I would also like to bring more prominent business to the city of Georgetown. E.G. Google, Boeing (satellite office).

Photos

The candidates running for the mayor's seat and three expiring city council positions in Georgetown got together to answer questions about issues facing the city Monday night.
The forum, sponsored by the Georgetown County Chamber of Commerce and the Georgetown Business Association, was free of heated exchanges which allowed the issues to be the main focus as voters decide who to elect on Nov. 5.
The debate was held in two parts. First Mayor Jack Scoville, a Democrat, and his Republican challenger – Richard Powers – took the stage to answer eight main questions prepared by Chamber and GBA members. Then the city council candidates answered the same questions.
The council candidates are Democrat incumbents Brendon Barber, Jeanette Ard and newcomer Doris Simmons. The Republicans are incumbent Paige Sawyer and newcomers Carol Jayroe and Ed Kimbrough.
Powers, the owner of two boat dealerships, said he wants to work to make Georgetown a place his children can return to after graduating from college.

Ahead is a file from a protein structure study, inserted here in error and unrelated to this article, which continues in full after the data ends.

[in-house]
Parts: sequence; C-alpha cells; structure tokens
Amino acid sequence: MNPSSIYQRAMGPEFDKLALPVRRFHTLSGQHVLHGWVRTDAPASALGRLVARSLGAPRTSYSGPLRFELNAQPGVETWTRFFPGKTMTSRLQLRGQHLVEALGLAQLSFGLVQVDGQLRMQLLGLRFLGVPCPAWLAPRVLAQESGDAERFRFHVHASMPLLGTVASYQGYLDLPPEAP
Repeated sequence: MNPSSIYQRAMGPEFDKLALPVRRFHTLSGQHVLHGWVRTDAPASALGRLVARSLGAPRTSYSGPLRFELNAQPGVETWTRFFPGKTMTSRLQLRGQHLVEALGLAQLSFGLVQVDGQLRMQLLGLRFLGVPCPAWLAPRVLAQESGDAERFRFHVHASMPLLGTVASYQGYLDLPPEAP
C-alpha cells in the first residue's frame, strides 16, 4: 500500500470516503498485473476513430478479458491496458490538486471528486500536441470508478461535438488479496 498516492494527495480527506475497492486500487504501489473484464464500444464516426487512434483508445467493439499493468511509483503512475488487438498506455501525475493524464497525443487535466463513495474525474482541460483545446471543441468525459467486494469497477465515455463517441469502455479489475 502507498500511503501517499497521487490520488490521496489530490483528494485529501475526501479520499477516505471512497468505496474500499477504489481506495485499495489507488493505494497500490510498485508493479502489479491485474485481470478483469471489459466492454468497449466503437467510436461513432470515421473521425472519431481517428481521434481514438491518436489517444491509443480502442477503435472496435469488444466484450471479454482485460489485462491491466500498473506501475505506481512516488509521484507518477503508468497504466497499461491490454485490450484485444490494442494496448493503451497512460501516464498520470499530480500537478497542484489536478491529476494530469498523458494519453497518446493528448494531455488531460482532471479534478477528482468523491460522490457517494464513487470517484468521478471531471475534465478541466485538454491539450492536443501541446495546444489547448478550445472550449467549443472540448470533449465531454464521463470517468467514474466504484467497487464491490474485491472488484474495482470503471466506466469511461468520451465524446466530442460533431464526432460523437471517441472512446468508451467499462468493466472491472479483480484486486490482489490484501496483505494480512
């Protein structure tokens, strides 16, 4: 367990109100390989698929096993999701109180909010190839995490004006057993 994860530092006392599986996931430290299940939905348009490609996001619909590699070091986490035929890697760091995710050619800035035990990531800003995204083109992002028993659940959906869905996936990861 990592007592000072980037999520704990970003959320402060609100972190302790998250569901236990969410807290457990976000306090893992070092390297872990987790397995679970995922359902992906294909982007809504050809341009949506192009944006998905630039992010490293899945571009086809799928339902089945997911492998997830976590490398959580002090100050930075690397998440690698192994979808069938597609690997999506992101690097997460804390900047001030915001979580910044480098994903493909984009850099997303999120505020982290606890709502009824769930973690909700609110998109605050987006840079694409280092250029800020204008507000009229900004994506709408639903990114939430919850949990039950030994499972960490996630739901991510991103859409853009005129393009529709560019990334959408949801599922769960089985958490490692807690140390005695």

“If they graduated today, there are no jobs for them to come home to. We have to look for ways to bring jobs here and that takes a team of people. True leadership knows that,” Powers said.
Scoville said because of the recent Front Street fire, there will be a lot of work for council in the upcoming months.
“You cannot have a complete novice running this city for the next four years. This fire presents a great challenge and opportunity,” Scoville said.

Civility in City Hall

 Making City Hall more user friendly was something both Powers and Kimbrough said they will strive to make happen if elected.